Waking up to Inflation?
2021 ended with a modest “Santa rally” with markets demonstrating some upside in late December on improving trading volumes, after a rather flat performance earlier in the quarter. The FTSE All-World share index rallied 16.7% (in dollar terms) in 2021, surpassing the previous year’s 14.1% gain. Concerns surrounding the Omicron variant, its relative potency and likely impact on markets were gradually weighed by investors during the final quarter which, in November, put a pause on the “risk-on” sentiment from earlier in the year. This reluctance to add to existing equity positions appeared to dissipate later in the period as concerns over the severity of Omicron started to recede.
Looking forward to 2022, we remain cautiously optimistic as the latest data surrounding the newest Covid variant increasingly points towards a lower proportion of hospitalisations and deaths, despite its greater transmissibility. The impact on the global economy is, therefore, likely to be less negative than prior variants. Meanwhile, households and corporates have built up excess savings, and credit conditions have eased. At the same time there is considerable pent-up demand in global services and inventories.
While there is much to be optimistic about, we believe that the current environment presents a strong case for active investment management, rather than simply chasing a broad market trend through passive investing. We are concerned about excessive valuations in certain sectors at a time when the US Federal Reserve is likely to tighten monetary policy and inflation is rising. These trends have historically negatively impacted the technology sector in particular, which has been a market leader for over a decade now and trades on generous valuations in the large-cap space.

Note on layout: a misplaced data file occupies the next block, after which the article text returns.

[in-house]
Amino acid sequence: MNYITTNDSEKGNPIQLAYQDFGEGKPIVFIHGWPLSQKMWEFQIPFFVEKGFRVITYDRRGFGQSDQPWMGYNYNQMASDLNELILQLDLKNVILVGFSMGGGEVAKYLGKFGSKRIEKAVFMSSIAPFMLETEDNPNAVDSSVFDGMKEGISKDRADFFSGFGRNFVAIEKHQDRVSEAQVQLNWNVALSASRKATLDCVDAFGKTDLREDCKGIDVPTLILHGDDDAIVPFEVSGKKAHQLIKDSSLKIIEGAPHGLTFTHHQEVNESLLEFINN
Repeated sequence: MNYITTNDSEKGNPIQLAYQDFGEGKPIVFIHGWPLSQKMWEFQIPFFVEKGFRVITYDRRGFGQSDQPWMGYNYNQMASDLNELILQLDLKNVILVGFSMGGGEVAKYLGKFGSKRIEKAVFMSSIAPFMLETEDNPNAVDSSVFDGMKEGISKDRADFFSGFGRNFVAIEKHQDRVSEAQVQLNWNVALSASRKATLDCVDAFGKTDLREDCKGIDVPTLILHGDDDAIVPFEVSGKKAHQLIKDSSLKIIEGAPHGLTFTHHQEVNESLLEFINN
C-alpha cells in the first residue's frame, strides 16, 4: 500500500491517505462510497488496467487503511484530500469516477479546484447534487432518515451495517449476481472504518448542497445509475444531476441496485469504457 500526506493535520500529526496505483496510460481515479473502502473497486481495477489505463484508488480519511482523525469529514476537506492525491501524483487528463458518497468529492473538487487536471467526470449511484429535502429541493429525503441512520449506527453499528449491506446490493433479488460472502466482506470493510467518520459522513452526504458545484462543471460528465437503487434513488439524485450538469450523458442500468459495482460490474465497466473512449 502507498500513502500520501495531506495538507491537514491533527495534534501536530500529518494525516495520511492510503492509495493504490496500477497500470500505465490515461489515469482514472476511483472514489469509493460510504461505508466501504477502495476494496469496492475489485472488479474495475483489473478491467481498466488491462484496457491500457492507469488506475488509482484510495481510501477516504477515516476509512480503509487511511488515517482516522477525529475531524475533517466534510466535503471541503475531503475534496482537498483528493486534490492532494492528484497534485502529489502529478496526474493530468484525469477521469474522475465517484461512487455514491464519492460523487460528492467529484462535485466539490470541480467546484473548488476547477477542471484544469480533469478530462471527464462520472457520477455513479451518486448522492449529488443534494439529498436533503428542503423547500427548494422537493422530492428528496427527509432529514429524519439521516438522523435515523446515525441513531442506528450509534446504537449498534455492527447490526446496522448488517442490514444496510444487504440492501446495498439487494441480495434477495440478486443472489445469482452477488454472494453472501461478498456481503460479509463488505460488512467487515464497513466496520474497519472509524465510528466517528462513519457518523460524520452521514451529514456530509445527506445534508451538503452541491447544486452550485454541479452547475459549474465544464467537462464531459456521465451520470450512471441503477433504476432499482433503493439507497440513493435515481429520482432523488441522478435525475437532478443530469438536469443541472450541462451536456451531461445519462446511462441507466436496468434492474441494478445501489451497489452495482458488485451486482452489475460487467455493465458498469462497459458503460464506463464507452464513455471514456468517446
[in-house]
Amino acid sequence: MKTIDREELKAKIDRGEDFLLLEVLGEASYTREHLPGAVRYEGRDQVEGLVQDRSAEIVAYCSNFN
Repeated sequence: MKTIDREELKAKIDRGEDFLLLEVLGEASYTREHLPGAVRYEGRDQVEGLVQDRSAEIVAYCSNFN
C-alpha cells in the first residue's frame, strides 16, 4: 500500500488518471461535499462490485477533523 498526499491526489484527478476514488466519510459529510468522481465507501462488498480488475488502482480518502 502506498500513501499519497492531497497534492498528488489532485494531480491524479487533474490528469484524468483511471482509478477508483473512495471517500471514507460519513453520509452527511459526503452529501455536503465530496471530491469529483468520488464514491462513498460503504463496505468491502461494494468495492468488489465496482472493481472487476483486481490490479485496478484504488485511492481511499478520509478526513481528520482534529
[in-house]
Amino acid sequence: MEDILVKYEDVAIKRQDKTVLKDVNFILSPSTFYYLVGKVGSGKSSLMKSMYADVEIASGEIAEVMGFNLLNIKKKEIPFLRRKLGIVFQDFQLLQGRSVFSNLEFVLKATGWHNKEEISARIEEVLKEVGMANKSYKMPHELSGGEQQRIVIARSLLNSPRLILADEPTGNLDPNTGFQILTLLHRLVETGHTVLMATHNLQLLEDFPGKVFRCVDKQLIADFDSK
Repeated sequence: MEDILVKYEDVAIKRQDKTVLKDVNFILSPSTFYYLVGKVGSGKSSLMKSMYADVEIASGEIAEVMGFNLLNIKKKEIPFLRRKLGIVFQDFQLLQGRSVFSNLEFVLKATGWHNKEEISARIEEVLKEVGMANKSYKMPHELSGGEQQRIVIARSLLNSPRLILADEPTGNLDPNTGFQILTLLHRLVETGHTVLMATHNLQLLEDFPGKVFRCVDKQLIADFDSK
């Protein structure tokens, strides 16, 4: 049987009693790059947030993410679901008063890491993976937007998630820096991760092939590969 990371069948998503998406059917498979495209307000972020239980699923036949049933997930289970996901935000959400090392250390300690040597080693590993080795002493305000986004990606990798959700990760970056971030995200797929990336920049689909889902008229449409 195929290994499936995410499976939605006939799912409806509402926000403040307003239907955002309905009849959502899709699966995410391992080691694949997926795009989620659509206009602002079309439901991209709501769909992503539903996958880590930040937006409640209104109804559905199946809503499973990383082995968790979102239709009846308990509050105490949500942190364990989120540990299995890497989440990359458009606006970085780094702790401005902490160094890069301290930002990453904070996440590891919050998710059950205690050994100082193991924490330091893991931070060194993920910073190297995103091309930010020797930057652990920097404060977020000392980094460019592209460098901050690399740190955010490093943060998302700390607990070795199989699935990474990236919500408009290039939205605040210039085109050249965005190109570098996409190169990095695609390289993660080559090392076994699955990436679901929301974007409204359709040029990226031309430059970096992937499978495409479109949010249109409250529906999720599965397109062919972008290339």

The option market has historically been a more accurate predictor of interest rate movements than the aggregate view of Federal Reserve members. Option-implied interest rate expectations are based on the forward-looking interest rate expectations, which investors have speculated on via option contracts. The option market currently suggests that three US rate hikes in 2022 appear likely. This is with the intention of helping to reduce inflationary pressures, which are presenting themselves across inventory, supply chains and ultimately, consumer prices.
We have been positioned for such a trend for almost a year now, with increased allocations to value stocks and real assets (such as infrastructure and property) which should benefit investors as this trend persists. Monetary policy makers and market participants are now more broadly waking up to the possibility that the current pricing pressures may not just be “transitory”, as was previously the consensus view. With inflation and interest rate rises likely to persist throughout 2022, we are particularly focussed on businesses with strong competitive positions, pricing power and access to structural growth drivers. Although broad index valuation multiples for equities are a challenge at present, certain sectors, such as healthcare, consumer goods and financials, appear to offer plenty of opportunities. We believe that this type of selective investment approach will provide a more profitable outcome for investors, rather than passively tracking the wider market in 2022.
Opinions constitute our judgement as of this date and are subject to change without warning Neither CS Managers Ltd, CS Investment Managers nor any connected company accepts responsibility for any direct or indirect or consequential loss suffered by you or any other person as a result of your acting, or deciding not to act, in reliance upon any information contained in this document. CS Investment Managers is a trading name of CS Managers Ltd, 43 Charlotte Square, Edinburgh EH2 4HQ. CS Managers Ltd is authorised and regulated by the Financial Conduct Authority.